Quiz Society

Easy like Sunday morning

It’s time to look at our nearest celestial neighbour — the moon!

1. On October 22, 2008, India launched a Lunar Probe on the PSLV-XL rocket, both designed and made indigenously. Twenty-three days later, India became only the fourth country to place its flag on the moon. It even went on to discover water molecules on the surface, something that settled a debate that had been on for decades. Now ISRO is getting ready to launch its second Lunar probe next year. What is the name of both these probes, which translates to ‘moon vehicle’ in Sanskrit?

2. The moon is 3,747 km across. The sun is 375 times bigger at 1.39 million km across. The moon is currently 3,84,400 km from Earth. The sun is 390 times further at 149.6 million km. This extraordinary close coincidence is responsible for what optical illusion?

3. The moon rotates around the Earth at the exact same speed as it rotates on its own axis, so the same side of the moon is constantly facing the surface of the earth. If you were on the moon’s near side though, you could see Earth wax and wane — just as the moon does as seen from our world. But in what direction does the Earth rise and set?

4. Twilight is the soft glowing light from the sky when the sun is below the horizon, caused by the reflection of the sun’s rays from the atmosphere. At this time, the quizmaster likes to put on some Pink Floyd on his speakers and listen to the ethereal sounds float across the landscape. As beautiful as this could be, twilight and the music are both unfortunately not possible on the moon. They are impossible on the moon due to the lack of what entity that we take for granted?

5. There are two explanations for this phrase and we don’t know which one is the right one. One is that this is the second full Moon in a month. The other is that it is because of a natural phenomenon like the time in 1883 when Krakatoa exploded and there were dust particles in the atmosphere (See quiz No. 28). Whatever the reason, the point is that it is a rare phenomenon. What phrase about the moon alludes to this?

6. The Moon’s entire surface is covered with a layer of crushed and powdered rocks called regolith. On this ‘moon dust’, an astronaut’s footprint could last for millions of years, as there is no wind or water on the surface of the Moon to sweep it away. This dust is formed because of constant bombardment of the surface by something that doesn’t usually reach Earth because of our atmosphere. We do occasionally see these when they are big enough to make it all the way through. What are these miniature visitors that create the ‘moon dust’?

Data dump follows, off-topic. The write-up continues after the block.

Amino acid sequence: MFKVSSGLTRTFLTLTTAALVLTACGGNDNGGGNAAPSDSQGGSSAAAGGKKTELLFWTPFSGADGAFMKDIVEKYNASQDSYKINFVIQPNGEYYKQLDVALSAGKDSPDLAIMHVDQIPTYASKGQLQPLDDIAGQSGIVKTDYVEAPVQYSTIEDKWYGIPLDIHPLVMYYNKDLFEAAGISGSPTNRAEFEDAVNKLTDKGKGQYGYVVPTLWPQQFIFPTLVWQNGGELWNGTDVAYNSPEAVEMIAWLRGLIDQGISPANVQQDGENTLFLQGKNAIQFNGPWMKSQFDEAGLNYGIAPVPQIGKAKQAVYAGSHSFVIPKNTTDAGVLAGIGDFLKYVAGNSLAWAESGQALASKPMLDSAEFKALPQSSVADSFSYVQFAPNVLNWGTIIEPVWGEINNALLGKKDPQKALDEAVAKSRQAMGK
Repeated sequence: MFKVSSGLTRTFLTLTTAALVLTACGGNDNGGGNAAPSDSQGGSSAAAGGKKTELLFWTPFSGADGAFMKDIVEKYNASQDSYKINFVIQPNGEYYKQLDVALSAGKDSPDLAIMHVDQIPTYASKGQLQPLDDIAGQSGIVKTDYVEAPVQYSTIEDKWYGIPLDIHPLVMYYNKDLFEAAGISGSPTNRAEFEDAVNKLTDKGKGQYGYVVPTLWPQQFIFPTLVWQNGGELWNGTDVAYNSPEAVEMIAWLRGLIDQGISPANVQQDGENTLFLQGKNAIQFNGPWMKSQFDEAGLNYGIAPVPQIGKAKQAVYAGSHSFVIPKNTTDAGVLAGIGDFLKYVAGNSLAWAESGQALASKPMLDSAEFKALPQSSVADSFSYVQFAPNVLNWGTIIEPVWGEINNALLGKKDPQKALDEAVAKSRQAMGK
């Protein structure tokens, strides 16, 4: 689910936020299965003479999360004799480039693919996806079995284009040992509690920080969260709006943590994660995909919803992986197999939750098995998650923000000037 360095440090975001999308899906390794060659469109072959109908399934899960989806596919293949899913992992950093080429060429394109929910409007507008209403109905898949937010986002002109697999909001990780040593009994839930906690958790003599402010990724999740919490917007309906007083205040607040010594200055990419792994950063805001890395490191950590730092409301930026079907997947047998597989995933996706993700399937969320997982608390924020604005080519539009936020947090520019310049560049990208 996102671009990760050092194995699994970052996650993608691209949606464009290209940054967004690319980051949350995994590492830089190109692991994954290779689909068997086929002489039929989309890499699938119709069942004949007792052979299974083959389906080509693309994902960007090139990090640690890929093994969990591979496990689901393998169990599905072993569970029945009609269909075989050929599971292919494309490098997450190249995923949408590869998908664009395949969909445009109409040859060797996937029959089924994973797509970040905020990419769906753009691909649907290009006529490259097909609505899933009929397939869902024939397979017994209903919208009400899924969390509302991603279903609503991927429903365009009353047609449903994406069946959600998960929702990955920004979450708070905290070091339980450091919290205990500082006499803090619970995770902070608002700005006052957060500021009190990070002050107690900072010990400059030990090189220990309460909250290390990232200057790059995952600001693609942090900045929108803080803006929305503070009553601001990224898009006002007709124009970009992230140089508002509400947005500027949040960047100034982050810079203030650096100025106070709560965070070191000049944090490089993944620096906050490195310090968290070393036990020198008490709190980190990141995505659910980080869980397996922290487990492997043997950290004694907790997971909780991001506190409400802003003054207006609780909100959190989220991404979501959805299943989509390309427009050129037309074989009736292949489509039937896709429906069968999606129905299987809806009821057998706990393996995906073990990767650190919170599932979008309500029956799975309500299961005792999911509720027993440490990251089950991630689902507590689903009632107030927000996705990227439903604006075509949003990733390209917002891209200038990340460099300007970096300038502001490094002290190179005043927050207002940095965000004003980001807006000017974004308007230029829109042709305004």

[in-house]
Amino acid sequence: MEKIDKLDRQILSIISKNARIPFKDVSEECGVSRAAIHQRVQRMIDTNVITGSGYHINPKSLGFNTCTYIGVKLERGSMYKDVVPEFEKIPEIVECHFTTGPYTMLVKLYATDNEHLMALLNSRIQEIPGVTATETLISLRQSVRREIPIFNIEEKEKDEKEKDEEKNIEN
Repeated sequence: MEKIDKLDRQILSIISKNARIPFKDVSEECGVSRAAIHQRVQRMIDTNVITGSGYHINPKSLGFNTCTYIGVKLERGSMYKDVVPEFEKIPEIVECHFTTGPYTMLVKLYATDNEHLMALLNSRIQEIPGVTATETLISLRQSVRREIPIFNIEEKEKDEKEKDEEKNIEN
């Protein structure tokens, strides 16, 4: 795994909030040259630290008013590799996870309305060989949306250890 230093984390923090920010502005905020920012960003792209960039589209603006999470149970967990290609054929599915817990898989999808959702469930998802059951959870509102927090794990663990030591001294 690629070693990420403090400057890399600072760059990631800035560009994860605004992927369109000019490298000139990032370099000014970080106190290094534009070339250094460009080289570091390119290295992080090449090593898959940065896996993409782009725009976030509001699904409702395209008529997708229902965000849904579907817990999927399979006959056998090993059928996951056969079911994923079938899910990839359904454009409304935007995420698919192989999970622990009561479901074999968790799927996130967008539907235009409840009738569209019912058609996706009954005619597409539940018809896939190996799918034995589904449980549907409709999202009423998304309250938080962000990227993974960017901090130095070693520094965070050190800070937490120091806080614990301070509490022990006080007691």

7. The International Astronomical Union (IAU) is responsible for naming the craters and other geographical features on the moon. Typically, moon craters have been named for deceased scientists, scholars, explorers, and artists who’ve become known for their contributions to their respective fields. On July 20, 1969, Apollo 11 landed in one crater, which had been named by Italian astronomers in 1651. This crater appeared dark and had a light bluish hint and it seemed to be relatively calmer than the rest of the moon. So what poetic name did they give this crater?

8. Till very recently, until the advent of digital photography, the moon was almost always depicted upside down, with the geographic South Pole on top and vice versa. Nowadays, Lunar images are constructed and stored digitally and can be displayed at any orientation. What device is responsible for this unusual problem that astronomers earlier faced?

9. In 1946, the U.S. Army Signal Corps did an experimental project where they bounced radar signals off the moon and received the reflected signals. This was the first experiment in radar astronomy and the first ever active attempt to probe another celestial body in our universe. The project was named after the mythological Roman goddess of the moon, hunting and nature. She was also responsible for the preservation of humankind through the protection of childbirth. What was the name of this project?

10. There is no dark side of the moon really. As a matter of fact, it’s all dark. This is noticeable during the first phase of the moon when the Moon and the Sun have the same ecliptic longitude. This is when you can’t see the moon at all! What is this phase called?

Answers

1. Chandrayaan 1 & 2

2. That the sun and the moon are almost of the same size

3. It doesn’t! The Earth stays put in one place in the sky relative to the moon

4. Atmosphere

5. Once in a blue moon

6. Micro-meteorites

7. The Sea of Tranquility

8. Telescopes inverted the image

9. Project Diana

10. New moon

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Printable version | Jun 1, 2020 6:05:45 AM | https://www.thehindu.com/society/easy-like-sunday-morning/article19895021.ece

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